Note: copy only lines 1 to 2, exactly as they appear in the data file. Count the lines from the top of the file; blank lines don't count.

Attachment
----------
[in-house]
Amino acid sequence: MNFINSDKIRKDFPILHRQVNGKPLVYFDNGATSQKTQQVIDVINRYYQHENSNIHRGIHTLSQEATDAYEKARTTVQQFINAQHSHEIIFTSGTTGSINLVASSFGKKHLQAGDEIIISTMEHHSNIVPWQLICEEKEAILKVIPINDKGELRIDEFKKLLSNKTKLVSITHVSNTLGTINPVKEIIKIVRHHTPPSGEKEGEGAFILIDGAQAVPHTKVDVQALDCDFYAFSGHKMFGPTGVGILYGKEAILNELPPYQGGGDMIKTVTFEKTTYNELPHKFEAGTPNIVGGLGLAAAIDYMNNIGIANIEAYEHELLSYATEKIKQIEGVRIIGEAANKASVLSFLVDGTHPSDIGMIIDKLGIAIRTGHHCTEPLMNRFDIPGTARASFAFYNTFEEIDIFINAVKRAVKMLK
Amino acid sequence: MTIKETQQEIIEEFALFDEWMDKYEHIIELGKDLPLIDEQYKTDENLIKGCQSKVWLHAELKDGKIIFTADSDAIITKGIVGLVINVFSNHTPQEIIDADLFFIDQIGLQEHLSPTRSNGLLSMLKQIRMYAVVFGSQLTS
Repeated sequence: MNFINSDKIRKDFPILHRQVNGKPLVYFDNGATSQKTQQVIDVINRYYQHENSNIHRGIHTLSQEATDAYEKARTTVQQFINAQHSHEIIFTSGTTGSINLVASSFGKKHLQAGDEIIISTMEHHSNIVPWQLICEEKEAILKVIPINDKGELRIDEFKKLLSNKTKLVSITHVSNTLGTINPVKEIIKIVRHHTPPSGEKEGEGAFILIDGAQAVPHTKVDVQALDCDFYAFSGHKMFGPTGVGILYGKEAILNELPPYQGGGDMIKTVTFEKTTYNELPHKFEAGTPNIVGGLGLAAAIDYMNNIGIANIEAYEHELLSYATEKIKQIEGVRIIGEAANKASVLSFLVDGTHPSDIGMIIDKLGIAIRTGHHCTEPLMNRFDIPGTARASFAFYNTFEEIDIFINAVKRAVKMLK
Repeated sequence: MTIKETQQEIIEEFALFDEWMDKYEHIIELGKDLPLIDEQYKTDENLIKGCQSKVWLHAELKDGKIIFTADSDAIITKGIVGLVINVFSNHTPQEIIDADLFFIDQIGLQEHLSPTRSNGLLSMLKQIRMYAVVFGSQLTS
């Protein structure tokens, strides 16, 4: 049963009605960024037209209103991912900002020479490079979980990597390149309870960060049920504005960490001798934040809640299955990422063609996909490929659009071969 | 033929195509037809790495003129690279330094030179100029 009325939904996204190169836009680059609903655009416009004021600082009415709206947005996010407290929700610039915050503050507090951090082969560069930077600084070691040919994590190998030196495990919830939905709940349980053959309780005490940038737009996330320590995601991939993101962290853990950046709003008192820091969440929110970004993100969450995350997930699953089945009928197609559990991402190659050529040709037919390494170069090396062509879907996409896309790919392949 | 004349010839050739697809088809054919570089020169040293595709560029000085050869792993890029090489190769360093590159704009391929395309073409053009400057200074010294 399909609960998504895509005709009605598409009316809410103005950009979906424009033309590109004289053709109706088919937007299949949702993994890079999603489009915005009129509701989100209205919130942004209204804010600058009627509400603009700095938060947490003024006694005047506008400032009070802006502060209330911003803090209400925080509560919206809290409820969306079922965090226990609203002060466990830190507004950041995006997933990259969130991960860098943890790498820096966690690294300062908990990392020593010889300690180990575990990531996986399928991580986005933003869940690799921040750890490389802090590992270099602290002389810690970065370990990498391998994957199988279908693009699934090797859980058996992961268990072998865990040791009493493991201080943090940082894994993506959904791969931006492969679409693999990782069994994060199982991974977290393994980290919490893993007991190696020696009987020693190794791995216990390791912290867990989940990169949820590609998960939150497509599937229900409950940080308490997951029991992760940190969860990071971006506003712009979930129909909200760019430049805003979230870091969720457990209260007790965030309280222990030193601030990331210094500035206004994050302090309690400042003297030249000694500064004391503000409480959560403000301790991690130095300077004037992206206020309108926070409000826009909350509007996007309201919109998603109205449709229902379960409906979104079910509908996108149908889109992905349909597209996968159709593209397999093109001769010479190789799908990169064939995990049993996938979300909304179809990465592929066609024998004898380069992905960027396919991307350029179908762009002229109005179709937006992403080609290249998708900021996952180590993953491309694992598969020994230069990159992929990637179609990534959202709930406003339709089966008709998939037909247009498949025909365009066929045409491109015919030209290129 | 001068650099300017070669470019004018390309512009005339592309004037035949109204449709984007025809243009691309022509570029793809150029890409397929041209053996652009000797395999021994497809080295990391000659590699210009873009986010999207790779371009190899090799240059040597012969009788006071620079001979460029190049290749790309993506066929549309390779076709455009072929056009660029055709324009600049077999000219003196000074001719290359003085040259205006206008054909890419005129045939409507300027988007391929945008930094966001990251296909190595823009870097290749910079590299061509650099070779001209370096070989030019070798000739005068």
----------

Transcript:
[in-house]
Amino acid sequence: MNFINSDKIRKDFPILHRQVNGKPLVYFDNGATSQKTQQVIDVINRYYQHENSNIHRGIHTLSQEATDAYEKARTTVQQFINAQHSHEIIFTSGTTGSINLVASSFGKKHLQAGDEIIISTMEHHSNIVPWQLICEEKEAILKVIPINDKGELRIDEFKKLLSNKTKLVSITHVSNTLGTINPVKEIIKIVRHHTPPSGEKEGEGAFILIDGAQAVPHTKVDVQALDCDFYAFSGHKMFGPTGVGILYGKEAILNELPPYQGGGDMIKTVTFEKTTYNELPHKFEAGTPNIVGGLGLAAAIDYMNNIGIANIEAYEHELLSYATEKIKQIEGVRIIGEAANKASVLSFLVDGTHPSDIGMIIDKLGIAIRTGHHCTEPLMNRFDIPGTARASFAFYNTFEEIDIFINAVKRAVKMLK